Building and Life Safety: Requirements for Emergency Egress Drills
It's back to school time. But, what back to school will look like in 2020 will be unlike anything in the past. Currently, communities are facing unprecedented challenges from the COVID-19 pandemic causing educators, administrators, public health officials and first responders to grapple over the safest decision for how the school year will operate. Some schools may opt for a fully remote learning experience while other may welcome students back to school buildings in person, or possibly a combination of the two. However, regardless of the details of the school day, when students are in the buildings, maintaining a healthy and safe environment cannot be overlooked. This includes continuing to conduct fire drills, among other safety measures.
Educational occupancies, defined in NFPA 1, Fire Code, and NFPA 101, Life Safety Code as "an occupancy used for educational purposes through the twelfth grade by six or more persons for 4 or more hours per day or more than 12 hours per week" include preschools, elementary schools, high schools, and the like. Colleges and Universities fall under a different occupancy classification and are also facing their own unique challenges due to COVID-19. Here we will focus on the emergency egress drill requirements for those facilities classified as educational occupancies.
Why are drills important?
Emergency egress and relocation drills are required as mandated specifically by the occupancy or as deemed necessary by the local AHJ (see Chapter 20 of NFPA 1 or Chapter 14 or 15 of NFPA 101). The purpose of these drills is to educate the participants in the fire safety features of the building, the egress facilities available, and the procedures to be followed. Speed in emptying buildings or relocating occupants, while desirable, is not the only objective, nor is it regulated by the Codes. Students that are returning to school in-person this school year will likely see reconfigured classroom spaces, one way travel throughout the building, and a change in how some traditionally non-classroom space is being used, all due to the overwhelming number of health and safety restrictions in place due to COVID-19. These changes to the building configuration make drilling students especially critical so that in the event of an emergency, students and staff alike are familiar with any changes to the building or their expected course of action for the emergency. Regardless of what changes have been made to the building configuration, free and unobstructed egress must be maintained at all times.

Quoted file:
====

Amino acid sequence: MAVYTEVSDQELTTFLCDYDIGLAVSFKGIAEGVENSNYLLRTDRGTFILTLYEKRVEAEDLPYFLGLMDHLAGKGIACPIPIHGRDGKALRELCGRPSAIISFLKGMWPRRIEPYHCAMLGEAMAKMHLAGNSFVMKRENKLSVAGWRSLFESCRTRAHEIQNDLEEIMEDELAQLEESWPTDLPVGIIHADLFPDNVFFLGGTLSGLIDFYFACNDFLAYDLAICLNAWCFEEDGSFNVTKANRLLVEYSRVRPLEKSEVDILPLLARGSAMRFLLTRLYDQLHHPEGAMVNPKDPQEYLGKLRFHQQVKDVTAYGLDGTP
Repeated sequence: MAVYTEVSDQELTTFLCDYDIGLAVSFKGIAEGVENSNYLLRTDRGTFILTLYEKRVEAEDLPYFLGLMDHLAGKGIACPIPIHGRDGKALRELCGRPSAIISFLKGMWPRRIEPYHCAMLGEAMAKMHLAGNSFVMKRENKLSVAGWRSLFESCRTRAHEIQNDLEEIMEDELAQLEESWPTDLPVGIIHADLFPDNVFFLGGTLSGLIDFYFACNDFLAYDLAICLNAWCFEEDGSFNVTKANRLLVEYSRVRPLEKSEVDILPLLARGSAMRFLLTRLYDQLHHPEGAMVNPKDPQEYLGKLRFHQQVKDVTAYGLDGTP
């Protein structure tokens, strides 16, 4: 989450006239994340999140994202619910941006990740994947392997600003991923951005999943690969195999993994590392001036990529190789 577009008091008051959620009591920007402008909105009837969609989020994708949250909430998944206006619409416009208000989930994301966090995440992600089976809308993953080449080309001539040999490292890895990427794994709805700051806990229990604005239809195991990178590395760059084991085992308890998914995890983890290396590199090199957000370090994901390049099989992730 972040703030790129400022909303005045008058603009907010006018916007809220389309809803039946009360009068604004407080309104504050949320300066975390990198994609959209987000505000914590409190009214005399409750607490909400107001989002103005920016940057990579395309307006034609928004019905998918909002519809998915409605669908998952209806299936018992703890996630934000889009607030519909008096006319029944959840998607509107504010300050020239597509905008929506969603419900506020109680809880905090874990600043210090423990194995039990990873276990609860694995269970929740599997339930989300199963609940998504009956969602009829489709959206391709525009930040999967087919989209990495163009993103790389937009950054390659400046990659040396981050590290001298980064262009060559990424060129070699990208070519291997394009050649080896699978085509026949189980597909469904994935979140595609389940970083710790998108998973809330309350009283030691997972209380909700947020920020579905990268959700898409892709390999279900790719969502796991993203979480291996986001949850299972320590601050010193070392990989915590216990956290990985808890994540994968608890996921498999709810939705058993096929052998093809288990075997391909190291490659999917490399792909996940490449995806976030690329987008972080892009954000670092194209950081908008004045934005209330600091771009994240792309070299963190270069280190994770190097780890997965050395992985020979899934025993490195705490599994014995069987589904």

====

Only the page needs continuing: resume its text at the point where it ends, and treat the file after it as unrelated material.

When are drills required?
Generally, egress drills are required by the Code to be conducted at least once every month the educational facility is in session, and sometimes twice within the first 30 days, unless located in a climate with severe weather (cold, heat, etc). All occupants of the building are required to participate in the drill and all emergency drill alarms are to be sounded on the fire alarm system so as to not confuse students and staff as to the required action.
Emergency egress training programs may be substituted on a one-for-one basis for as many as four of the required monthly emergency egress drills. The mixture of training programs and emergency egress drills might elicit student egress behavior that is superior to that instilled by drills alone. However, at least four egress drills need to be conducted prior to the first training program to ensure that the students have walked the egress route and demonstrated other behavior addressed by the emergency plan. The concept behind the requirement that emergency drills be conducted at the start of the school year is that training without the hands-on instruction accomplished by drilling does not guarantee that students will be familiar with the egress routes and able to interact with others during an emergency evacuation or relocation.
Do the codes address drills for non-fire events?
In addition to drilling students and staff on response to a fire emergency, non-fire events such as a targeted-violence event or a natural disaster also require drills. The need to train and drill on multiple scenarios can put a strain on resources, time and patience. Because of this, a new requirement for the 2021 editions of NFPA 1 and NFPA 101 will permit, if approved by the authority having jurisdiction, up to two of the required emergency egress drills to consist of alternative emergency drills for one or both of the following: 1. Targeted violence events 2. Natural hazard events. Additionally, NFPA 1 also addresses frequency, conduct, environment, and documentation for drills.
Fire inspectors play an important role in regulating and managing drills in facilities throughout their jurisdiction, especially in schools. Drills should always be designed and conducted in cooperation with the local authorities as the procedure and details of drills will vary jurisdiction by jurisdiction. Factors such as occupant demographics and location may all impact the details of the drill. Any concerns of those additional restrictions implemented due to COVID-19 safety mandates should be worked through with the local authorities. Above all, fire drills must continue to be conducted, even as modifications around social distancing are established.
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